Blue bream spawners were caught in mid-May during their natural reproduction period from Lake Dąbie. The fish were caught using pond equipment—fyke nets and wontons. The blue bream larvae were from reproduction carried out under controlled conditions [25].
Larval rearing was carried out in four separate recirculating aquaculture systems (RASs) adapted to rearing larvae in water with different salinities. Blue bream larvae were reared in water with a salinity of 3, 5, or 7 ppt. The control sample consisted of larvae reared in freshwater (0 ppt), free of salinity. Pro-Reef sea salt (TROPIC MARIN, Wartenberg, Germany), which was dissolved in water at 20 °C, was used to achieve adequate water salinity. A single experimental circuit consisted of 3 aquaria designed for rearing larvae in water of a given salinity. Each aquarium had a working volume of 25 dm3. Each experimental circuit also included a 200 dm3 ‘filter’ aquarium containing a protein skimmer (EHEIM GmbH & Co.KG, Deizisau, Germany) and a biological bed in the form of a floating medium. The filter medium consisted of bactoballs used in denitrification filters (AB Aqua Medic GmbH, Bissendorf, Germany). The water circulation in each circuit and the water supply to the individual aquaria were identical to the methodology described by Kujawa and Piech when studying the effects of salinity on asp larvae (Figure 1) [28].
The blue bream larvae at the age of 5 DPH (days post hatching), with an average body length of 7.5 mm, were counted and placed in all rearing aquaria at a density of 40 indiv.·dm−3. The stocking density of a single aquarium was 1000 larvae. The water temperature in all the test groups was initially 20 °C and was gradually (1 °C per hour) increased to 25.0 ± 0.5 °C, which was the target rearing temperature. Measurements in each experimental group (salinity) were carried out in triplicate.
Control measurements of the weight and total length of the larvae were carried out every four days (day 1, 5, 9, 13, 17, and 21 of rearing). Each time, the samples consisted of thirty individuals (n = 30) randomly caught from each aquarium. They were caught in the morning (before feeding began). Fish were weighed to the nearest 0.1 milligram and measured to the nearest 0.1 mm [28].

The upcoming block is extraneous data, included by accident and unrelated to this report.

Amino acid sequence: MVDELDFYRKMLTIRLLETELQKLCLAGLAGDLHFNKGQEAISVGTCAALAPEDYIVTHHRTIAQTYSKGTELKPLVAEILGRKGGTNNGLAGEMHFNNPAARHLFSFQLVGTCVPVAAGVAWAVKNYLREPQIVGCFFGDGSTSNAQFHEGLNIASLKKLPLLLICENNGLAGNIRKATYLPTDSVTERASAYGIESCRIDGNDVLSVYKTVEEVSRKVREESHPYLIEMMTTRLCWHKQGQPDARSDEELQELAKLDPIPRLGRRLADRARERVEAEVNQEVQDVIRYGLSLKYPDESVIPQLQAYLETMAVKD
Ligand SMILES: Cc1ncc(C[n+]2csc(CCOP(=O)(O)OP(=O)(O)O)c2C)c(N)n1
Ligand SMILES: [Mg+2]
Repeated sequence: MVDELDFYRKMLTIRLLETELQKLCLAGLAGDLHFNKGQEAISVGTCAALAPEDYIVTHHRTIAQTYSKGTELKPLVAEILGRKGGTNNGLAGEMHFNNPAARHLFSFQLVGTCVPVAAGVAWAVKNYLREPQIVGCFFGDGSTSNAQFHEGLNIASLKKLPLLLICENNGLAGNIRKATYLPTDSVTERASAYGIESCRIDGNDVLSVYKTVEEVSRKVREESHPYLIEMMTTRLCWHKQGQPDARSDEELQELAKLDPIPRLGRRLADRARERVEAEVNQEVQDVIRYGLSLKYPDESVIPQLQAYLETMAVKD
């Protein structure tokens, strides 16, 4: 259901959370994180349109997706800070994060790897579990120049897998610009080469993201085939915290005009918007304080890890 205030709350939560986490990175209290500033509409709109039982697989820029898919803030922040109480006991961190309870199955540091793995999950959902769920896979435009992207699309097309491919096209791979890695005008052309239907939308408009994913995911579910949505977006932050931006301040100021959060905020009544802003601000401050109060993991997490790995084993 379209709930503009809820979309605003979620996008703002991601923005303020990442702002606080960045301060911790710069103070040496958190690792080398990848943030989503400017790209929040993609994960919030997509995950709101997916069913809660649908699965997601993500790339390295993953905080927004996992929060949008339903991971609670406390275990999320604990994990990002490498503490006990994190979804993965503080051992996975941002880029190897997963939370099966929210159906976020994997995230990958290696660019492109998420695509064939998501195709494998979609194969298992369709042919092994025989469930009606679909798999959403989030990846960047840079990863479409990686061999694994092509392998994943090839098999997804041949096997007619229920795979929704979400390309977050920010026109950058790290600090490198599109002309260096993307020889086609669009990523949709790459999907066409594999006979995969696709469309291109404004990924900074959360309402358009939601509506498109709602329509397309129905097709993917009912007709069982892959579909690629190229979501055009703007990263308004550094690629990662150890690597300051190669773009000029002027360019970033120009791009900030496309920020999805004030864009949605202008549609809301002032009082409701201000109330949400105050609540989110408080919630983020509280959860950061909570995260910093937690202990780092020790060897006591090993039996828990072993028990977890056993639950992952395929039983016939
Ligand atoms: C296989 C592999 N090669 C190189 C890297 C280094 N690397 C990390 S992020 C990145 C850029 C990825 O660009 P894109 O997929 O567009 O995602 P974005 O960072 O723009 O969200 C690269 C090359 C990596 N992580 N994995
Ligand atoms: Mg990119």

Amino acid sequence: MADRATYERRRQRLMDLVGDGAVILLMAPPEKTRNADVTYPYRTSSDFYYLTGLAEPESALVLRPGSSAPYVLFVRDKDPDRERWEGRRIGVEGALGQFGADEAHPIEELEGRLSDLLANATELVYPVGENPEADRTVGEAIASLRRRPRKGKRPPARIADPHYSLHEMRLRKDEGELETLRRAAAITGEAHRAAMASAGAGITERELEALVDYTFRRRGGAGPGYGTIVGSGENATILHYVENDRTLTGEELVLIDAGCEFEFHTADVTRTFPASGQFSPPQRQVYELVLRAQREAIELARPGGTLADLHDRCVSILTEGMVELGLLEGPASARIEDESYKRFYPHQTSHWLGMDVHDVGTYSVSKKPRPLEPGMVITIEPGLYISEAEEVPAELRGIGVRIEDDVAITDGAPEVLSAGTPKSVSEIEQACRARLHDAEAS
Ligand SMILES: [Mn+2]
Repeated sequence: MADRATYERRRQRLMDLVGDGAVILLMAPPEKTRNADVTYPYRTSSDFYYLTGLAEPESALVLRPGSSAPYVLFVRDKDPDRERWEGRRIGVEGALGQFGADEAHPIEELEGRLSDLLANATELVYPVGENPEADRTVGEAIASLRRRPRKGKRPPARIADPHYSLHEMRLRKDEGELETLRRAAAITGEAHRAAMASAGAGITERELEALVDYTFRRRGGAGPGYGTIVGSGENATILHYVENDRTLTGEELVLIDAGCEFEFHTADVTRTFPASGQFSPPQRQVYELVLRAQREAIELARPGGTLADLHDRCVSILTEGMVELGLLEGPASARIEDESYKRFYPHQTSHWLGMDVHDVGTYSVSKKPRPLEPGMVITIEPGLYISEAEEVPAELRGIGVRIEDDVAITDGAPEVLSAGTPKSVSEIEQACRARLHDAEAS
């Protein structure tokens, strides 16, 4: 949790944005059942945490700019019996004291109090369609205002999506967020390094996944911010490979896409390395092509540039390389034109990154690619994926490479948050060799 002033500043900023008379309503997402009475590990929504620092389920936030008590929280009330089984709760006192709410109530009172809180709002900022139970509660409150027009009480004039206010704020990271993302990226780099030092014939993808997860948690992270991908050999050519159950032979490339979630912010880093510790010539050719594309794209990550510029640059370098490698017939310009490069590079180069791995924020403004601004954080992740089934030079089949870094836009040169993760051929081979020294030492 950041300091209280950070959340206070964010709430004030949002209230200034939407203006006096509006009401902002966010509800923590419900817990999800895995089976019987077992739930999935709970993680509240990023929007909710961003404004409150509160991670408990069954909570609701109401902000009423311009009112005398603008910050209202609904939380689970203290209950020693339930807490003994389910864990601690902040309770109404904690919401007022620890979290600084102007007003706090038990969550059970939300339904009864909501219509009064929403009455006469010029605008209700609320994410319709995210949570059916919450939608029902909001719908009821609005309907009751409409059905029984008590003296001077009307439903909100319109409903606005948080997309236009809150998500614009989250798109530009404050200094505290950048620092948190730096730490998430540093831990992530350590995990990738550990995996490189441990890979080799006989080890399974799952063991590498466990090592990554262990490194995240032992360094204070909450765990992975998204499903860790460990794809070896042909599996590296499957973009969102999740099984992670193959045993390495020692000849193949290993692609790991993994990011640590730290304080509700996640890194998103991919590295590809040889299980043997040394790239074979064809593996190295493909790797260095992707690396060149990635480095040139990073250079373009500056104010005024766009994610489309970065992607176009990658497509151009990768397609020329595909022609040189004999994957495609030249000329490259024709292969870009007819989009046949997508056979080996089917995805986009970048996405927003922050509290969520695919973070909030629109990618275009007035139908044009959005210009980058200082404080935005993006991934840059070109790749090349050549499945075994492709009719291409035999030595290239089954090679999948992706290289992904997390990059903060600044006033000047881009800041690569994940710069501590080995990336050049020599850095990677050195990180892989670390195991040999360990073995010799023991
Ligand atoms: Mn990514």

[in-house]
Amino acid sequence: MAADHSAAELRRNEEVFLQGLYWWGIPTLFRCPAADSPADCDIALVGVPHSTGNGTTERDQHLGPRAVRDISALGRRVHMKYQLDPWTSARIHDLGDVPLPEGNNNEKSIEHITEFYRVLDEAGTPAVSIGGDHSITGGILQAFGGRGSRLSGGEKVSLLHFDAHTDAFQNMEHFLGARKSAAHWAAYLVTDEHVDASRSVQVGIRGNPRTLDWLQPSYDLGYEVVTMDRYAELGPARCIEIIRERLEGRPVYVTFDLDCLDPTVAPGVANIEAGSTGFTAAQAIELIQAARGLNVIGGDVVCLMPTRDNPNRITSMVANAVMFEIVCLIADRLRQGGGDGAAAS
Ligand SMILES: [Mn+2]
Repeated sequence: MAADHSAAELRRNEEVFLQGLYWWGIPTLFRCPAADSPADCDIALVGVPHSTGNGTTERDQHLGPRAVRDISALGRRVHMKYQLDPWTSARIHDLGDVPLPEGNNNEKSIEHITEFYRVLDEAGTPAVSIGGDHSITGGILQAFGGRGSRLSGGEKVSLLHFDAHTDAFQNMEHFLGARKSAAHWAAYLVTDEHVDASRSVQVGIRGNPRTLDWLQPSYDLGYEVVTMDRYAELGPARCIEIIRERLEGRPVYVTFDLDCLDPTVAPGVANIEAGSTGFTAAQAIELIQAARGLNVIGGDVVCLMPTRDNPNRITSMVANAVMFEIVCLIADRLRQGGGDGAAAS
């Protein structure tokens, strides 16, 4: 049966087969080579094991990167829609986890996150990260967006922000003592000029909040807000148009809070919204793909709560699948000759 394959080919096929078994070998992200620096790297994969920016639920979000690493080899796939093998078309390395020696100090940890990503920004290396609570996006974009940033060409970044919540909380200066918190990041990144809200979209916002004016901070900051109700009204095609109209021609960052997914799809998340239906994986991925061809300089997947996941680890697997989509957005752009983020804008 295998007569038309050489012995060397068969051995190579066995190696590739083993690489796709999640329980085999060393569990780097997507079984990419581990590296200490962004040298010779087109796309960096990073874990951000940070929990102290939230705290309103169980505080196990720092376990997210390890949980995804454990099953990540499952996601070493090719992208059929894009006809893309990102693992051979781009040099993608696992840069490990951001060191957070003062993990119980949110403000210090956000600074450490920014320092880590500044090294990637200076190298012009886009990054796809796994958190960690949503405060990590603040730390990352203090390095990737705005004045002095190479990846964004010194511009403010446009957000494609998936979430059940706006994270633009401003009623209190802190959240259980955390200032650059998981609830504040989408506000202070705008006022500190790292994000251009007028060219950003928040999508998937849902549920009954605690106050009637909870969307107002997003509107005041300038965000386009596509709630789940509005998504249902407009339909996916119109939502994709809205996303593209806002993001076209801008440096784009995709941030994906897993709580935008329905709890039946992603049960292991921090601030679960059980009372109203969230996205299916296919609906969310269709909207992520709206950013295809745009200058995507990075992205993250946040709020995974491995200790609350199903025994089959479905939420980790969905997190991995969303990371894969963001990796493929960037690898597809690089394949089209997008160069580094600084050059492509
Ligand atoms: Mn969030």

The blue bream larvae were fed ad libitum three times a day at four-hour intervals (8 a.m., 12 p.m., and 4 p.m.). The food consisted of live nauplius of the brine shrimp Artemia sp. (Ocean Nutrition Europe, Essen, Belgium) [29].
The water oxygen content was measured with a YSI multiparameter meter (YSI Incorporated Brannum Lane, Yellow Springs, OH, USA) and was within 7.1–7.4 mg O2 dm3, and the water pH range was 7.1–7.3. The ammonia and nitrite contents were measured in the morning with a HANNA INS HI 83200 with reagents (Hanna Instruments, Woonsocket, RI, USA), and neither were detected in the water during the experiment [30].
During the experiment, the number of dead larvae was counted daily, and the final survival rate was calculated in %. This was expressed as the ratio of the number of fish at the end of rearing to the number of larvae at the start of the experiment. Cumulative mortality curves were plotted for each rearing mode based on daily counts of dead larvae. The average PM larval weight gain (mg) was calculated for larvae from each experimental group studied at the end of the three-week rearing period [31]. Measurements were used to calculate the survival, the index of total length gain per unit time (ITL), the relative body growth rate (SGR), and the survival and larval biomass (SBR) [32,33]. Based on the above, the relative growth rate (RGR) and relative biomass growth rate (RBR) from the beginning of feeding to the end of the experiment were calculated [34]. Growth rates (SGR and RGR) for body length were calculated in the same way.